Effect of selected factors associated with the clinical course of the disease on nutritional status in children with cystic fibrosis.

Advances in clinical and experimental medicine : official organ Wroclaw Medical University

PubMedID: 25491693

Umlawska W, Krzyzanowska M, Zielinska A, Sands D. Effect of selected factors associated with the clinical course of the disease on nutritional status in children with cystic fibrosis. Adv Clin Exp Med. 2014;23(5):775-83.
BACKGROUND
Malnutrition and delayed growth are commonly seen in children with cystic fibrosis and are indicators of poor prognosis. Understanding the factors that affect growth and nutritional status may improve care, treatment and longevity.

OBJECTIVES
To determine how nutritional status, as estimated using anthropometric measurements, in children with cystic fibrosis is affected by 1) the type of CFTR mutation, 2) colonization by Pseudomonas aeruginosa, and 3) age at diagnosis. The relationship between nutritional status and pulmonary function was also investigated.

MATERIAL AND METHODS
Anthropometric data on height, weight, circumferences and skinfold thicknesses were extracted from the medical histories of 41 boys and 48 girls diagnosed with cystic fibrosis who were treated at the Institute of Mother and Child in Warsaw, Poland. Muscle and fat tissue area were calculated from these measurements. The values for children with CF were compared to the Polish national growth reference charts. Multivariate linear regression tested the effect of three factors on nutritional status: colonization with P. aeruginosa, age at diagnosis, and the type of CFTR mutation.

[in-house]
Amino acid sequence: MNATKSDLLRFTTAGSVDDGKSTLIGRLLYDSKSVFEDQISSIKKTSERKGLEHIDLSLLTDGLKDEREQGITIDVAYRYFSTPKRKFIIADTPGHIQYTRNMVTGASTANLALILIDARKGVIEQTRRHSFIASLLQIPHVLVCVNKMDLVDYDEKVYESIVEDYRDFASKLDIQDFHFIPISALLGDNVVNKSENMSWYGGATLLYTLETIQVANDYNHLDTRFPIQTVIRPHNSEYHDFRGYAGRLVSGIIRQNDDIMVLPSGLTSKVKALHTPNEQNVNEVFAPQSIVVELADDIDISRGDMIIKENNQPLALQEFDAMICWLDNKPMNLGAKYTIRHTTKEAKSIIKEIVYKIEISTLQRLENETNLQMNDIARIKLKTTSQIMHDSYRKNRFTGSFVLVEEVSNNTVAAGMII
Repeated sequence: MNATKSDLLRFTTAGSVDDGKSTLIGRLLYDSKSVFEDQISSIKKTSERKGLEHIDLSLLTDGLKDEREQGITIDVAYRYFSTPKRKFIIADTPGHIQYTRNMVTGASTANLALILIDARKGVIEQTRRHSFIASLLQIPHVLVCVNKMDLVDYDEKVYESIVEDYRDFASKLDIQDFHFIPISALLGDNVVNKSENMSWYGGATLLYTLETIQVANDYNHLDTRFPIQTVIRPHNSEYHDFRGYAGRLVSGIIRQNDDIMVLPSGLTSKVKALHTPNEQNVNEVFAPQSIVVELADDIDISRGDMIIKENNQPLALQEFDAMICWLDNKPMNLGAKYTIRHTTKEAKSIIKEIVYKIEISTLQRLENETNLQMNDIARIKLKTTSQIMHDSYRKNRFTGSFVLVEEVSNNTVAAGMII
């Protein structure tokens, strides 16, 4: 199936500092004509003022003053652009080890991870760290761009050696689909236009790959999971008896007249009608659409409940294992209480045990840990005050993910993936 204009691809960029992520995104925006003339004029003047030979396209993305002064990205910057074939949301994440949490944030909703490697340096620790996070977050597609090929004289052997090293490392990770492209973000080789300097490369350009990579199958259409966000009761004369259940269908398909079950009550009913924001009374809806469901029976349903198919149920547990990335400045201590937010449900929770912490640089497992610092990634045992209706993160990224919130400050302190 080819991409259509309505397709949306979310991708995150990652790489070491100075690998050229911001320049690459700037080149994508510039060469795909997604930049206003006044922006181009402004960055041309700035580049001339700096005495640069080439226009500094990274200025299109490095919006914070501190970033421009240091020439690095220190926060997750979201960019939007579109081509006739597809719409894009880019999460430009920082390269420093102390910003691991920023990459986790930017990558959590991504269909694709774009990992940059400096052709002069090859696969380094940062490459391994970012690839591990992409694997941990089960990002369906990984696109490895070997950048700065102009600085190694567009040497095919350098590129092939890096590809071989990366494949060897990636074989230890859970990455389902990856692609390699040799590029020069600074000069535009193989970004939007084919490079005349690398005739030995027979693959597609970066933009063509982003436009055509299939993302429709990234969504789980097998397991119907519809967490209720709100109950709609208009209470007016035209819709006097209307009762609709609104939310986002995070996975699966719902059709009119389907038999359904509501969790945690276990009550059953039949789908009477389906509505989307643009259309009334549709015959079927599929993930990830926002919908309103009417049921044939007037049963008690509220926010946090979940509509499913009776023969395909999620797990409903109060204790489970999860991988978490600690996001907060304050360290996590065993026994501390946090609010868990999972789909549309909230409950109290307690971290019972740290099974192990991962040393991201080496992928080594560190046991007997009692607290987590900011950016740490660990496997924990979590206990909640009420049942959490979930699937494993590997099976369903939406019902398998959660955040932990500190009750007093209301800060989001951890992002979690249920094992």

RESULTS
All values for children with CF were significantly lower than in the reference population. The results show that, in the children examined, nutritional status is more adversely affected than growth. Of the factors related to the clinical picture of the disease, only the presence of respiratory tract colonization by P. aeruginosa had an effect on physical development in the children examined. Neither the type of mutation present nor age at diagnosis had any significant effect.

CONCLUSIONS
Chronic colonization by P. aeruginosa interfered with growth and markedly worsened nutritional status, and was also associated with reductions in both total and lean body mass. Early nutritional intervention can improve nutritional state and pulmonary function in children with CF.